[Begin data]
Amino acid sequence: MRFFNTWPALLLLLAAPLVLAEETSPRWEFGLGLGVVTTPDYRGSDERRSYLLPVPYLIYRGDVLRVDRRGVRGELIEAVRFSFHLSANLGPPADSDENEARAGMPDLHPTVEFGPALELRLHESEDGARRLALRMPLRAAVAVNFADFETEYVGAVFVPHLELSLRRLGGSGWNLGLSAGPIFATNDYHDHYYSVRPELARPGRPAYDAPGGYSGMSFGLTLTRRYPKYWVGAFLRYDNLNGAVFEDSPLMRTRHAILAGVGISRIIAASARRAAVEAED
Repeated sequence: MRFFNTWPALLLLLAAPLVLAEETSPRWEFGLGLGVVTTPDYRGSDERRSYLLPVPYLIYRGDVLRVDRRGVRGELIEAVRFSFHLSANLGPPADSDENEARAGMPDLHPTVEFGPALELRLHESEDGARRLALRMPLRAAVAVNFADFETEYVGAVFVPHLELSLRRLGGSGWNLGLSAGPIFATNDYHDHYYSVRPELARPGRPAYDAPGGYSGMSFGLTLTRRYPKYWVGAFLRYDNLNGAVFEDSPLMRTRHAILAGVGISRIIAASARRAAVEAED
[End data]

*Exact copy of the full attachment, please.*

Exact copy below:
Amino acid sequence: MRFFNTWPALLLLLAAPLVLAEETSPRWEFGLGLGVVTTPDYRGSDERRSYLLPVPYLIYRGDVLRVDRRGVRGELIEAVRFSFHLSANLGPPADSDENEARAGMPDLHPTVEFGPALELRLHESEDGARRLALRMPLRAAVAVNFADFETEYVGAVFVPHLELSLRRLGGSGWNLGLSAGPIFATNDYHDHYYSVRPELARPGRPAYDAPGGYSGMSFGLTLTRRYPKYWVGAFLRYDNLNGAVFEDSPLMRTRHAILAGVGISRIIAASARRAAVEAED
Repeated sequence: MRFFNTWPALLLLLAAPLVLAEETSPRWEFGLGLGVVTTPDYRGSDERRSYLLPVPYLIYRGDVLRVDRRGVRGELIEAVRFSFHLSANLGPPADSDENEARAGMPDLHPTVEFGPALELRLHESEDGARRLALRMPLRAAVAVNFADFETEYVGAVFVPHLELSLRRLGGSGWNLGLSAGPIFATNDYHDHYYSVRPELARPGRPAYDAPGGYSGMSFGLTLTRRYPKYWVGAFLRYDNLNGAVFEDSPLMRTRHAILAGVGISRIIAASARRAAVEAED